Case Study in VAP

Vol. 16 •Issue 7 • Page 31
Case Study in VAP

Never Underestimate the Power of Simple ET Tube

As respiratory therapy practitioners, it is our responsibility to be diligent when we use our lifesaving equipment and note any changes that our institution makes regarding it. Whether change comes as a result of a cost-saving measure or just a purchasing error, even a minor change can impact our effectiveness.

Sometimes changes made to cut costs are not always better and can cost hospitals money in the long term. A prime example can be found in something as simple as an endotracheal tube.

When I started working as a therapist in a sunny Florida hospital, all the code boxes and the ER in my hospital were stocked with standard high-volume, low-pressure ET tubes. These tubes were designed to minimize tracheal necrosis and were checked with cuff manometers so pressures did not exceed 25cmH2O.

The hospital system used these tubes extensively, except in the OR where anesthesia personnel had a preference for high-pressure, low-volume ET tubes.

After I had worked at the hospital for about two years, I started noticing the code boxes and ER were being stocked with high-pressure, low-volume tubes. I did not really think too much about it at the time.


In our department, we have monthly meetings where our director reports statistics and changes and shares any pertinent information about which the staff should be aware. The meetings provide a setting where staff can air any grievances as well and serve as a sounding board, allowing therapists input into all types of concerns.

At one particular meeting, the director mentioned that the various campuses of our health system had been reporting a substantial increase in the percentage of patients with ventilator acquired pneumonia (VAP). In fact, the problem was getting serious enough that she had recently attended an upper management meeting set up so caregivers could discuss possible causes for the unusual increase in VAP.

I piped up at that point and mentioned my previous observation that our ET stock had all been switched to high-pressure, low-volume cuffs. Was it possible the cuffs might be the culprits behind our significant increase in VAP cases, I asked.

In high-pressure, low volume cuffs, there is less surface area touching the tracheal wall and unknowingly, as good therapists, we would cruise around the ICUs with our trusty cuff manometer, reducing the pressure below 25 cmH2O. Little did we suspect we might be part of the problem be allowing micro-aspiration leaks from pooled secretions in the back of the oropharynx in the process.

To prove my point, I took two 12-cc syringe sleeves mimicking a trachea and inserted one type of tube into each sleeve, inflating each one to occlusion. Right away, you could see which tube was making the most contact with the sleeve wall. Furthermore, I purposely took a cuff manometer and reduced the air pressure in each one to 25 cmH2O.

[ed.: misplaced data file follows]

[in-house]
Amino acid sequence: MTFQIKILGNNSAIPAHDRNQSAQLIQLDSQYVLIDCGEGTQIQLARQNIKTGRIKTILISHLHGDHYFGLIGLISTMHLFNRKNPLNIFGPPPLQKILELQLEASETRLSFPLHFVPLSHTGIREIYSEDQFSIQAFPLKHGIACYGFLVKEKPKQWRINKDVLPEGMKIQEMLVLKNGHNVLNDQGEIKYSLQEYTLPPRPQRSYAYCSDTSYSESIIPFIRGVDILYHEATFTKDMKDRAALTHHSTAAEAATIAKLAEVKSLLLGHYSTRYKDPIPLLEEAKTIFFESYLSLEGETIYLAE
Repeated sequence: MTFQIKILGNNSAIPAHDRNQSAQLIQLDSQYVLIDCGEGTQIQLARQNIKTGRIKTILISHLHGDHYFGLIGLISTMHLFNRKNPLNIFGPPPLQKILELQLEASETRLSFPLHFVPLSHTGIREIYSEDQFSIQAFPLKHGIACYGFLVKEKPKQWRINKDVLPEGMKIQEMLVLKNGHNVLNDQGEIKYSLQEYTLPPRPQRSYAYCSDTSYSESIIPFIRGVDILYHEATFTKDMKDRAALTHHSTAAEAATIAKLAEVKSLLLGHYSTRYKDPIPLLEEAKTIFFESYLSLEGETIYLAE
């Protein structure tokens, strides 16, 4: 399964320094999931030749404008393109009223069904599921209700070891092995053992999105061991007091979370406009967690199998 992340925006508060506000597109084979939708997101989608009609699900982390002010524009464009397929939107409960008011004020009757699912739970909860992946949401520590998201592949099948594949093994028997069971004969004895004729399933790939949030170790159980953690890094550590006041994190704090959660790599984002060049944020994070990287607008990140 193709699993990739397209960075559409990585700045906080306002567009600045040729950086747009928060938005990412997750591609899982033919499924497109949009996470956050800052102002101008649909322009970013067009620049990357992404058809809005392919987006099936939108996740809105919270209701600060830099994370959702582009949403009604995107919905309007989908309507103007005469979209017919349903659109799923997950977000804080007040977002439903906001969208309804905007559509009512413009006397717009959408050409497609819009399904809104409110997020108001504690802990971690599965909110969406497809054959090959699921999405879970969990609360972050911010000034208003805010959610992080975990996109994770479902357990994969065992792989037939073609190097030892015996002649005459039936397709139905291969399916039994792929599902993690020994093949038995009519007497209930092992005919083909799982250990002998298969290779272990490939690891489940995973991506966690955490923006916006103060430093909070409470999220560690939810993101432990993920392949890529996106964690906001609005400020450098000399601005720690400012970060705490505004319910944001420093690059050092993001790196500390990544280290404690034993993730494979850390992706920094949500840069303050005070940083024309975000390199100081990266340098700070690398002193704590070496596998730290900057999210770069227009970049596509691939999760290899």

The high-pressure, low-volume ET tube lost its grip on the sides of the syringe sleeve and slid out while the high-volume, low-pressure model remained intact and held a seal. It wasn’t rocket science, but the visual was enough to convince our director we might be on the right track for solving the problem.

Subsequent information revealed that either through a cost-saving measure or a purchasing error, our supply of ET tubes had been gradually changing to the high-pressure, low volume variety over the past year. Apparently nobody thought that a little change in something as insignificant as an ET tube would be that important.


The accompanying chart clearly shows the increase of VAP in our hospital up to the point we probed the possibility of VAP being linked to the ET tube change. There was another slight increase in VAP cases a little further down the chart, reflective of the high-pressure, low-volume tubes not being entirely removed from the system. In addition, there was some reluctance for changing the ET tubes in the OR.

To help build a strong case for the use of the low-pressure, high-volume tubes rather than the model favored by anesthesia staff, I attended a monthly OR meeting where most of the anesthesiologists in the hospital system get together and discuss issues pertaining to the operations of the department. My department director arranged for the hospital purchasing agent to attend the meeting as well.

Armed with my syringe sleeves and ET tubes, I merely performed the same visual experiment for the anesthesiologists that I had done for my director. After the presentation, the anesthesiologists had a few questions but unanimously decided to change their ET tubes to high-volume, low-pressure ET tubes for all adult patients. An exception was made for pediatric tubes. The purchasing agent made a note of the high-volume, low-pressure endotracheal tubes desired and even wanted the brand name verified to avoid confusion so there would be no mistakes made when the department ordered new supplies of ET tubes in the future.

Needless to say, it was a good feeling to know I had taken part in one decision which improved our patient care by reducing incidents of VAP, potentially saving our hospital system a fortune by not having to provide non-reimbursed care. In the process, we could shorten our patients’ length of stay.

Whether changes are made to save money or due to error, it pays for therapists to be attentive about their equipment.

As a therapist, you might well be the person who can solve a problem and help your institution save money and impact patient care and recovery time. Our mission is to get people well and home to their loved ones quickly.

That’s what respiratory care is all about, isn’t it?

Thomas O’Donoghue is a Florida practitioner.

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